How to Embroider a Sweatshirt or Hoodie With A Machine

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DIY embroidered sweatshirts are easy to make and fun to gift.  I love to embroider sweatshirts and hoodies as Christmas gifts and add a touch of personalization to my own wardrobe.

So, let’s learn how to embroider a sweatshirt with a machine.   I’ll talk stabilizers, designs, and then go through a step-by-step example with pictures.  You’ll then be ready to start stitching your own projects!

Sweatshirt Embroidery Tutorial

Sweatshirt Embroidery Supplies

Here’s what you need to get together before starting!

Best Embroidery Stabilizer for Sweatshirts

The best stabilizer for embroidering a sweatshirt, especially one that is stretchy or unstable, is cut-away or no-show mesh cut-away stabilizer. 

Can you have success with just tear-away?  If your design is not dense or complex and your sweatshirt is on the more stable side, you can use tear-away and likely end up with a good enough stitch out.  

On the other hand, if you’re embroidering a dense fill-stitch design with a large stitch count, you might consider two layers of cut-away stabilizer for extra stabilization.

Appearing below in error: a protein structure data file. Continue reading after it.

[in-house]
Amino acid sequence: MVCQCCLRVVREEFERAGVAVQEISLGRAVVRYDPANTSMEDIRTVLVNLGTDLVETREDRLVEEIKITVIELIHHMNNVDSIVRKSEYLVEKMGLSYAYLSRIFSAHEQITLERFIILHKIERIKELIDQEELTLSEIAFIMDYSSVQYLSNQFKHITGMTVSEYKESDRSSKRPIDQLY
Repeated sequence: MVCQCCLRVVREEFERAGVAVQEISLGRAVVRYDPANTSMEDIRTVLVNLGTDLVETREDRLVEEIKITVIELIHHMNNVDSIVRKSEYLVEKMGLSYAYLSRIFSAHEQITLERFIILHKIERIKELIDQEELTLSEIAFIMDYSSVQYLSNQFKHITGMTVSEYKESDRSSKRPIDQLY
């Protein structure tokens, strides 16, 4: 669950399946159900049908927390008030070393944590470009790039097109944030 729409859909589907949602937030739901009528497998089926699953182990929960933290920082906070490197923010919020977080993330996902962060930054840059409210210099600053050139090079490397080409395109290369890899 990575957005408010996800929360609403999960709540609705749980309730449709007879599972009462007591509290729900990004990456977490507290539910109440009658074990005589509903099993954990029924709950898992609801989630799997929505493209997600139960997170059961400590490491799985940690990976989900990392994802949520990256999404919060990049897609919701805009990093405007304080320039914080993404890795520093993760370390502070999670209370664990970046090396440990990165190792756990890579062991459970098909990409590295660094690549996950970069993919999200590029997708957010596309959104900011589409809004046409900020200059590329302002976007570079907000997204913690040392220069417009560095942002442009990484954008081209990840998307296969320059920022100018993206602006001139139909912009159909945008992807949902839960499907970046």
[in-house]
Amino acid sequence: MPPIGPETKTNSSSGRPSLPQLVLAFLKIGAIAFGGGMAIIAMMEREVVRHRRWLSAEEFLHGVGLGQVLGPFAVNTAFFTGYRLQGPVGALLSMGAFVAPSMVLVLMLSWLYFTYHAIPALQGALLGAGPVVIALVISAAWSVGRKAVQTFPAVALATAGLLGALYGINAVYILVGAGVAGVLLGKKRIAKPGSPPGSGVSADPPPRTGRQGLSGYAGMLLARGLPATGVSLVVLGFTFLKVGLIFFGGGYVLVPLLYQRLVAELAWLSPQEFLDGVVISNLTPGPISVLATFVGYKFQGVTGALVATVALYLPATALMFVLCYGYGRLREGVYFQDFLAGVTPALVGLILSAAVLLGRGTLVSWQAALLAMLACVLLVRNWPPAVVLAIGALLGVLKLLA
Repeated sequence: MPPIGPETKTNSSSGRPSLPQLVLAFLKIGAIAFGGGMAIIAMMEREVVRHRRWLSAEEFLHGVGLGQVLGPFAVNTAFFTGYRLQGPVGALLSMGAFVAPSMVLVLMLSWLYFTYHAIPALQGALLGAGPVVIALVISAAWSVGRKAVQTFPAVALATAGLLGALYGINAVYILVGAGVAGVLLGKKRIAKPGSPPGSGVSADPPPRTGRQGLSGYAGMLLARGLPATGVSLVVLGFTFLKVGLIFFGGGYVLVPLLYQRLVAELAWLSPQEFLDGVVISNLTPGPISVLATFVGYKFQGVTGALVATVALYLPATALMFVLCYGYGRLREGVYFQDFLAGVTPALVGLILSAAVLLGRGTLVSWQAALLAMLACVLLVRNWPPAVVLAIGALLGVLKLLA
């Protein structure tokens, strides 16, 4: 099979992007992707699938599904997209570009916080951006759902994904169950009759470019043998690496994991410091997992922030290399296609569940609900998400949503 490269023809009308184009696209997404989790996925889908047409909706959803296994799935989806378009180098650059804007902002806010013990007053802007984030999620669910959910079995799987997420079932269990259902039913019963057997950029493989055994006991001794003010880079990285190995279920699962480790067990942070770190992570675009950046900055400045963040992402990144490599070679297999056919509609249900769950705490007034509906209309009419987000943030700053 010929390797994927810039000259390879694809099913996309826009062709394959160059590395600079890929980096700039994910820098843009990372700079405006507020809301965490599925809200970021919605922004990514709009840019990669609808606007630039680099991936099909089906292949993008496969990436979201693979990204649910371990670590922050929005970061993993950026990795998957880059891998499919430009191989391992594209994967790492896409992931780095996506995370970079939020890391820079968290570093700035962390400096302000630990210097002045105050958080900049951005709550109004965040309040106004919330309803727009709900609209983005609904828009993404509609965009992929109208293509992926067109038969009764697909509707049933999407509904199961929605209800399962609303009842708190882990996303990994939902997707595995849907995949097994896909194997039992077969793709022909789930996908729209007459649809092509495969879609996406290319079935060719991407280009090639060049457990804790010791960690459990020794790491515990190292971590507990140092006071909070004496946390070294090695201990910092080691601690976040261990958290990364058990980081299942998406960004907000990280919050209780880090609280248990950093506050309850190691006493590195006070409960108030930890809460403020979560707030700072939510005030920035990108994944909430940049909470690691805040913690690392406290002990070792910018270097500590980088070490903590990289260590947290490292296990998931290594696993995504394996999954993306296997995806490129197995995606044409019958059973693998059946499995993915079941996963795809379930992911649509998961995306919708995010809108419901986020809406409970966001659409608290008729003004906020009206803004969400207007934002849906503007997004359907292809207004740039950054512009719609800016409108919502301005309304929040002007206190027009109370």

You can choose a sticky stabilizer, fusible stabilizer, or regular stabilizer. I’ll be using a regular stabilizer with a light layer of temporary fabric adhesive for this tutorial.

(Read: how to choose stabilizers for machine embroidery if you want to learn more and get a printable chart!)

How to Embroider a Sweatshirt or Hoodie

Here’s a step-by-step tutorial of the process.

1. Prep the Sweatshirt

First, you need to mark the placement of your embroidery design on your sweatshirt.

mark the sweatshirt for the embroidery design

I usually mark fabric with a water-soluble fabric pen, but because this was a black sweatshirt, I used a chalk wheel to mark the vertical and horizontal center for my design.  (Ignore how I’m in major need of a lint roller!)

If you need help with design placement, head on over to this guide for standard placement locations

One other helpful way to mark designs is to print a template from your embroidery software to lay on your sweatshirt.  This will help you visualize how your design will look in different locations.

Next, it’s time to add your stabilizer to the back of your sweatshirt. 

attach a layer of cutaway stabilizer to the back of the sweatshirt with spray

My preference is to use temporary fabric adhesive (like Odif 505) to adhere the piece of stabilizer to make hooping easier. 

A little fabric spray adhesive goes a long way, so use it sparingly! Also, always spray the stabilizer rather than your sweatshirt.

Lastly, make sure your piece of stabilizer is at least 1″ larger than your hoop size on each side, too.

2. Hoop the Sweatshirt

Now, it’s time to hoop your sweatshirt and stabilizer. 

I’m a big fan of hooping all fabrics when possible, but you can float the sweatshirt instead if you don’t like hooping.  If you decide to float, all you need to do is hoop regular stabilizer, give it a gentle spray with adhesive, and smooth your sweatshirt down onto the stabilizer.)

line up your design